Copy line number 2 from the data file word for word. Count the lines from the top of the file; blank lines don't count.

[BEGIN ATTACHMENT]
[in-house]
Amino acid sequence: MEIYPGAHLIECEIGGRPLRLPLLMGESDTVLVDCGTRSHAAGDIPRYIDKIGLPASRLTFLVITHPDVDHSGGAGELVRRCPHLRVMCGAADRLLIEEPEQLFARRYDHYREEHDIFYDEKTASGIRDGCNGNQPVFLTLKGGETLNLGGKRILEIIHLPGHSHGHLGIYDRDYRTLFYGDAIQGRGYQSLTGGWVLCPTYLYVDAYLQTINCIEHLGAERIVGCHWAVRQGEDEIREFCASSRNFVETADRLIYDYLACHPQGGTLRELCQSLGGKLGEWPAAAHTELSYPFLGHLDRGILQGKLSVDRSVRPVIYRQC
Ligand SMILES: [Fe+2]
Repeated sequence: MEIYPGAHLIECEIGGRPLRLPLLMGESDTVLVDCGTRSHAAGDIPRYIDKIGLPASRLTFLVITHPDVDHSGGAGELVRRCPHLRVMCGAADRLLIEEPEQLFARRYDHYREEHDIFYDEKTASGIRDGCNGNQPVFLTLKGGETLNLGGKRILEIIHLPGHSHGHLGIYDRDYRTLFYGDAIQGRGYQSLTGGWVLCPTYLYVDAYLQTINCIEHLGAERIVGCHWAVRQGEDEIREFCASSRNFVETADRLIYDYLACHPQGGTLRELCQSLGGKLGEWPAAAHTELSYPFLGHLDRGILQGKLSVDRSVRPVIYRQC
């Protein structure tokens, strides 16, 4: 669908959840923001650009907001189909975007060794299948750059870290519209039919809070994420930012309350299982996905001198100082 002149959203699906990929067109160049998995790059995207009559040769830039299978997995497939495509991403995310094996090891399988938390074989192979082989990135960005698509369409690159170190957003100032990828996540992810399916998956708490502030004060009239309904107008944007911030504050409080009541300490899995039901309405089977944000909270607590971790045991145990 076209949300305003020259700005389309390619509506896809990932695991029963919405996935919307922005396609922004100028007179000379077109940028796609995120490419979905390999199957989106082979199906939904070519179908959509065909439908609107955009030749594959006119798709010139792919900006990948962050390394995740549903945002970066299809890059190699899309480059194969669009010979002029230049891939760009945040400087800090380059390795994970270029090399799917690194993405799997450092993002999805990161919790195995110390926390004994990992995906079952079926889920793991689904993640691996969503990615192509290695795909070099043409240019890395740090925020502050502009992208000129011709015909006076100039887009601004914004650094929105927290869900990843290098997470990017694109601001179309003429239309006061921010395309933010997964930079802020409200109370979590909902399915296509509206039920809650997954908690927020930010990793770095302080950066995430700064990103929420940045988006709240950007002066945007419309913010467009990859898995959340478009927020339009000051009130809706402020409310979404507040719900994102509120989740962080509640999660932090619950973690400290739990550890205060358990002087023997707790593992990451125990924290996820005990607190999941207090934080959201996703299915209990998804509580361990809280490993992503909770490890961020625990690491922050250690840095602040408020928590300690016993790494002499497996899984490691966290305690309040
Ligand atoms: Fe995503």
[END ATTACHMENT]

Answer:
Amino acid sequence: MEIYPGAHLIECEIGGRPLRLPLLMGESDTVLVDCGTRSHAAGDIPRYIDKIGLPASRLTFLVITHPDVDHSGGAGELVRRCPHLRVMCGAADRLLIEEPEQLFARRYDHYREEHDIFYDEKTASGIRDGCNGNQPVFLTLKGGETLNLGGKRILEIIHLPGHSHGHLGIYDRDYRTLFYGDAIQGRGYQSLTGGWVLCPTYLYVDAYLQTINCIEHLGAERIVGCHWAVRQGEDEIREFCASSRNFVETADRLIYDYLACHPQGGTLRELCQSLGGKLGEWPAAAHTELSYPFLGHLDRGILQGKLSVDRSVRPVIYRQC